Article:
Strong papercraft

Discussion in 'International Modelers' started by Mottebushi, Jun 18, 2010.

  1. Mottebushi

    Mottebushi New Member


    I will try by this weekend a technique to strengthen and raise a papercraft.
    I'll see if the paper support varnish gum (I don't really know the english name but it's solid varnish in spangle form, dilutable in 95° alcohol). If so I'll coat paper with the gum to harden. Once done I'll do a small hole and be fulfilling my papercraft a small amount of resin that I would run down on all inside part and let dry. I think I'll get a robust and less fragile paper sculpture.

    I'll tell if the current Technic is viable.

    For those who are wondering what's the point, I would just say that it may be a method to strengthen a paper sculpture and also because I like strong and heavy structures.

    If some people have tried it or have other more appropriate technics please let me know.

    I'll post here the result on two days ^ ^
  2. Mottebushi

    Mottebushi New Member

    Well Well the experience isn't really conclusive. The varnish don't reinforce the paper as I thought. I always used it on lether and always hardened it, si I thought it would maybe be the same with the paper.

    I don't retire and I'll test other products on paper to harden it. Maybe starch, glue or other varnishs.

    As I asked, if someone has other solutions to do it, don't be shy and share ideas. ^^
  3. peter taft

    peter taft Senior Member

    i experimented with SUPER GLUE {liquid - not gel} on small items such as struts for undercarriages on aircraft, and found that it does have a strengthening affect on the paper {cards stock} and makes it more of a rigid structure - only trouble is with this glue are the fumes which irritate eyes and breathing it is really an NO GO :cry:. Also in the end, the paper or card stock is more like plastic doing it this way, so i avoid using it unless absolutely needed. :wave:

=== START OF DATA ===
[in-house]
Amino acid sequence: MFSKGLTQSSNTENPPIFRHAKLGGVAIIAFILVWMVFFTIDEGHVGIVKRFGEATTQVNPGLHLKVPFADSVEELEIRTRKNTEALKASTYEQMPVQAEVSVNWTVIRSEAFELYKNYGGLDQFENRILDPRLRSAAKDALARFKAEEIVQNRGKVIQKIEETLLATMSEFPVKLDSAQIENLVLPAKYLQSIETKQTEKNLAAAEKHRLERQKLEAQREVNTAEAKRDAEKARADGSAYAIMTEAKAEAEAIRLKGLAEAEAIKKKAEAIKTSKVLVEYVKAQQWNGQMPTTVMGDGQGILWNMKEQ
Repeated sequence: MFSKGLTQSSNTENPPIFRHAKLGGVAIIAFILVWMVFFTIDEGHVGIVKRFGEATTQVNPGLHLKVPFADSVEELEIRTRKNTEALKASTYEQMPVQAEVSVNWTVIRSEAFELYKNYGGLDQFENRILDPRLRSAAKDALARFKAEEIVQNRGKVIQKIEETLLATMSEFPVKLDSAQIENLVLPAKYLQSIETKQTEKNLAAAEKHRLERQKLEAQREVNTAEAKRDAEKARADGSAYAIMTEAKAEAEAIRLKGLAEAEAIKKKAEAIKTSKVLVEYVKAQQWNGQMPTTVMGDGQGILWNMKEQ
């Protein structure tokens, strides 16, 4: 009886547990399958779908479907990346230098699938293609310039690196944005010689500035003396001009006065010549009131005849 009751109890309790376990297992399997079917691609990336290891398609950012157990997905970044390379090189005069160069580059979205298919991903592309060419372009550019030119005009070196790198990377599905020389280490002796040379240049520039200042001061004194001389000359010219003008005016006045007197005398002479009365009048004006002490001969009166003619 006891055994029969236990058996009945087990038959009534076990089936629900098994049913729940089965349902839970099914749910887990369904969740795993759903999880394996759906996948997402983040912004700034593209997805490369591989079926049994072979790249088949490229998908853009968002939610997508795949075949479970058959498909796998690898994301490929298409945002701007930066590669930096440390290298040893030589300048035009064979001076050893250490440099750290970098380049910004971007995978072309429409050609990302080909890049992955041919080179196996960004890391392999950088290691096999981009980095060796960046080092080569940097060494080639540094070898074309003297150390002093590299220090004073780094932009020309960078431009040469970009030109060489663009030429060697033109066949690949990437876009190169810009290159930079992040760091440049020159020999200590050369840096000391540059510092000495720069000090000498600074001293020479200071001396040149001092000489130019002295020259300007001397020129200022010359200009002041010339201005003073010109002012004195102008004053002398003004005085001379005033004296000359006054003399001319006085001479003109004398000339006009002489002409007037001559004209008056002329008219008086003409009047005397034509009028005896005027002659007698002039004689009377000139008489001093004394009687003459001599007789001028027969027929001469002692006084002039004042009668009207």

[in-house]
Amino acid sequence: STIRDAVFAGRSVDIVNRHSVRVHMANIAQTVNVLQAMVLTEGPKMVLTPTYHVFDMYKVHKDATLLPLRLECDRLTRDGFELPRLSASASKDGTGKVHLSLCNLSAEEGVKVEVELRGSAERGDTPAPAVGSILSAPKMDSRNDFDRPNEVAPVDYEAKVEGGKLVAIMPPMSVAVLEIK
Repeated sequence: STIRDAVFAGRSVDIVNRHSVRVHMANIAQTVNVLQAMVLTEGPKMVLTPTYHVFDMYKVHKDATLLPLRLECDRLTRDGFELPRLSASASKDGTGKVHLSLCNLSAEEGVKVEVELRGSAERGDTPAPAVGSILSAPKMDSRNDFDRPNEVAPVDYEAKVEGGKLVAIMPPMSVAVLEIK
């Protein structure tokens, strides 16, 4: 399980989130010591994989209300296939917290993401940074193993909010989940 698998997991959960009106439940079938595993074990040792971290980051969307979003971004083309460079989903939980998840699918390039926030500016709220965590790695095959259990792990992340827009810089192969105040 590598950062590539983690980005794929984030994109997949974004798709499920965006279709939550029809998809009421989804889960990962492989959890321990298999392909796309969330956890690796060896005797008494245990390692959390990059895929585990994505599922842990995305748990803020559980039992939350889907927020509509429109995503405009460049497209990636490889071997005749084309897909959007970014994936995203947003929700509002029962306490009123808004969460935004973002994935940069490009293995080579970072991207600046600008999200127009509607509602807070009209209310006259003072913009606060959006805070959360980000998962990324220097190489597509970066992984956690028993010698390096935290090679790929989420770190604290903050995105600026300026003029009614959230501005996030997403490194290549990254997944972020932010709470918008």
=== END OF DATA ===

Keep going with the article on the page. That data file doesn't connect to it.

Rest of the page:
4. Mottebushi

    Mottebushi New Member

    It depends on the effect but it's sure puting some product on paper will alterate it for sure. If you have a printed paper, puting some product won't be good and dirt the print. The technic I expect to test is for basic paper, to strenghten the paper for painting it after.

    You glue solution seems good for paper but effectively it can irritate eyes so we must be carreful with it or any other products. The other problem with glue is that it can make some weird spots like snow; glue makes white spots growing and it could be dirty (but for my technic it's not a problem cause I paint after assembling papercraft).

    Thanks for your answear, I'll sure try other technics and put some if they are conclusive ^____^
  5. peter taft

    peter taft Senior Member

    Yes you are right.. the Super Glue gives a white haze {vent off} when it dries, this can be removed, but awkward...especially on clear parts - so that's a NO NO. The Gel variety however doesn't have this problem, but if larger areas needed to be covered then it would be a none starter.. FUMES... YUK. I hope all your tests go well, and please let us know your findings. Regards to you. Pete. :wave:
  6. pepelu

    pepelu New Member

    Some people says:
    The model is made of papel....mmmmm, bad thing.
    The paper models are not stronger than plastic, yes, but
    they are less expensive.
  7. Mottebushi

    Mottebushi New Member

    For sure I'll give you my results for future tests on paper ^^

    And other People would say: "Don't sit on your papercraft" :-D
  8. AbsoluteSciFi

    AbsoluteSciFi New Member